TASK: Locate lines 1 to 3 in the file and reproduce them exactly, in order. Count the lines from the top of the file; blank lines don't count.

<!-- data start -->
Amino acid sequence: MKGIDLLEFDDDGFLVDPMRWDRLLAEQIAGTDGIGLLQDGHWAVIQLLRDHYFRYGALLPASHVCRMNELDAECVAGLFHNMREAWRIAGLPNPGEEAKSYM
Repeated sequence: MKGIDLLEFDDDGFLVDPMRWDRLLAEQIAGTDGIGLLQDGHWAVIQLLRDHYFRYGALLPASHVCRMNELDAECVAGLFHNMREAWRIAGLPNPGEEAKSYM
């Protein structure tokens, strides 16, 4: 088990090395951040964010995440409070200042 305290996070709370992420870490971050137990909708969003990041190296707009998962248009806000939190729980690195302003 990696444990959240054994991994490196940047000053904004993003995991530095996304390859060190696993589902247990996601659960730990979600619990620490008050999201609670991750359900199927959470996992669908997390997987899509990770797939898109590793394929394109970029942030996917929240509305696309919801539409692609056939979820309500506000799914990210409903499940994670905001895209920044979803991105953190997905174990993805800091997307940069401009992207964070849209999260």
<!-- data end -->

Amino acid sequence: MKGIDLLEFDDDGFLVDPMRWDRLLAEQIAGTDGIGLLQDGHWAVIQLLRDHYFRYGALLPASHVCRMNELDAECVAGLFHNMREAWRIAGLPNPGEEAKSYM
Repeated sequence: MKGIDLLEFDDDGFLVDPMRWDRLLAEQIAGTDGIGLLQDGHWAVIQLLRDHYFRYGALLPASHVCRMNELDAECVAGLFHNMREAWRIAGLPNPGEEAKSYM
């Protein structure tokens, strides 16, 4: 088990090395951040964010995440409070200042 305290996070709370992420870490971050137990909708969003990041190296707009998962248009806000939190729980690195302003 990696444990959240054994991994490196940047000053904004993003995991530095996304390859060190696993589902247990996601659960730990979600619990620490008050999201609670991750359900199927959470996992669908997390997987899509990770797939898109590793394929394109970029942030996917929240509305696309919801539409692609056939979820309500506000799914990210409903499940994670905001895209920044979803991105953190997905174990993805800091997307940069401009992207964070849209999260």